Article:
Final Dyneema Chainplate design

This is it. The final (at least the latest) design of our Dyneema, synthetic chainplate.

A short recap on the background.

  • This is a Rival 38 Centre Cockpit Ketch (possibly the only one)
  • Currently we have the original Superstron (Bronze) chainplates
  • The chainplates are essentially an eyebolt with a flange that is bolted through the deck and the hull shelf that the deck rests on. Below the deck there is a small backing plate and two nuts. The backing plate is made up of two strips of stainless steel.
  • The chainplate for the main mast cap shrouds is tied into a bulkhead. A stainless strip has been bolted to the bulkhead and the top bent over to right angles (flush with the underside of the hull shelf), this has a hole which the chainplate comes through.
  • We have cracking in the deck around one of the mizzen chainplates (the backing plate is made of 2 sheets of stainless steel and they have slipped so no longer aligned and therefore have bent and not spread the load correctly)
  • Several Rivals have had chainplates fail. This has happened to both original Superstron and replacement stainless steel chainplates. Other Stainless Steel versions have been inspected and found to have corrosion where the thread meets the flange at the top of the deck.
  • Other Rivals have had some deck cracking around chainplates. Some have installed larger backing plates.

We have some constraints (and remember we need chainplates of 4 sizes for 12 shrouds, 2 main mast backstays and 2 mizzen running backstays so 16 in total)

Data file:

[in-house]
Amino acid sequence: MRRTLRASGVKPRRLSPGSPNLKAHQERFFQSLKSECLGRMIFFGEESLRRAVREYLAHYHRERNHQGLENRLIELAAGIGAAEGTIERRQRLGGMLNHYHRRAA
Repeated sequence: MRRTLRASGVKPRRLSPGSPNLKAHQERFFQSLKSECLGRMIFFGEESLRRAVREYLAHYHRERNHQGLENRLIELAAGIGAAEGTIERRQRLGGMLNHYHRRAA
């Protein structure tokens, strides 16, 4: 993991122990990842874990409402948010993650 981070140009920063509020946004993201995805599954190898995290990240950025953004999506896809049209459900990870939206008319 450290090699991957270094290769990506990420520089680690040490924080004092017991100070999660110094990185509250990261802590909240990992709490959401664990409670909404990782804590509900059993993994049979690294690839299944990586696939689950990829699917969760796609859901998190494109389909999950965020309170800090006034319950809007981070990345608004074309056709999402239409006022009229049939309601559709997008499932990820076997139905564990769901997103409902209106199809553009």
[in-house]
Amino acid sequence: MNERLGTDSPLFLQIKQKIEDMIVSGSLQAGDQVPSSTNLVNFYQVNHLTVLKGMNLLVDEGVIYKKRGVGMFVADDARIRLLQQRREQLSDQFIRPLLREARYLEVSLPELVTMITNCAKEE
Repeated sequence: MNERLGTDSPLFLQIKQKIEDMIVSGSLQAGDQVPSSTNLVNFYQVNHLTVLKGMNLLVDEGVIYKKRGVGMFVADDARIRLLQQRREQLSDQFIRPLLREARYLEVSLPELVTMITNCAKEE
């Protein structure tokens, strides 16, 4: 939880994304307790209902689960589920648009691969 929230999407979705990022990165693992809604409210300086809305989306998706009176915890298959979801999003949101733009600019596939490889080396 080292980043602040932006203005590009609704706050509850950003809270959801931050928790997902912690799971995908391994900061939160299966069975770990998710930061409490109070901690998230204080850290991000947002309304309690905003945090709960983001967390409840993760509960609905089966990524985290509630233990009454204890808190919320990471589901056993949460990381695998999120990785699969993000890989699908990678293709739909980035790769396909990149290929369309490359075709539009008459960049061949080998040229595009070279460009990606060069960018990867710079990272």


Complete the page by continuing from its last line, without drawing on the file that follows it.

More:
• For a wide variety of reasons we want to switch to Dyneema Rigging
  • Replacing the Chainplates with new and longer versions (and ideally slightly increased diameter) so that they can be used with thicker, larger backing plates would cost several thousand pounds.
  • New metal chainplates will need a means to connect to a tensioning lashing for the shrouds. Colligo make suitable products and we would also need toggles to ensure alignment. This would cost several thousand pounds.

So we have decided to make our own.

We have been through a number of designs. All of them look similar above deck. A low friction ring is held in one of more dyneema loops that disappear into the deck. The shroud or stay will end with a low friction ring and a lashing will be used to join these and tension the shroud/stay.

Below decks our ideas have varied. The key difference for this design is that we have decided not to create any extra connection between the hull and deck. Whilst modern design would want to see a solid tie between the chainplate at the deck and the hull (preferably extending a long way down the hull) we reason that Rivals were not built that way and none of the failures that we have heard of include separating the deck from the hull. Amongst other factors to create such a link would require the removal of the inner plywood lining that is fitted to the inside of the stringers approx 3cm from the hull.

Here then is our design for our chainplates. Note that for the main mast Cap Shrouds we will still create a “knee” to tie the chainplate to the bulkhead (not the hull) – this is not illustrated.

Vida Chainplate

We welcome your thoughts.

3 thoughts on “Final Dyneema Chainplate design

  1. Jocko April 19, 2021 / 9:09 pm

    My comment is for you to please stop using multicolored text in your plans.

    I wanted to merely look at, admire and possibly pass constructive comment on your chainplate design, but you chose to make it more difficult for your followers by using all manner of different colored text of what appears to be varying sized font, so I did not have the time nor inclination to suffer through the Lousy presentation.

    The design is no doubt innovative, string and serviceable at sea, but I can’t be bothered to decipher the the image.

    Like

    • dave42w April 19, 2021 / 9:13 pm

      The goal was for the text to be the key to colours of the diagram.

      Like

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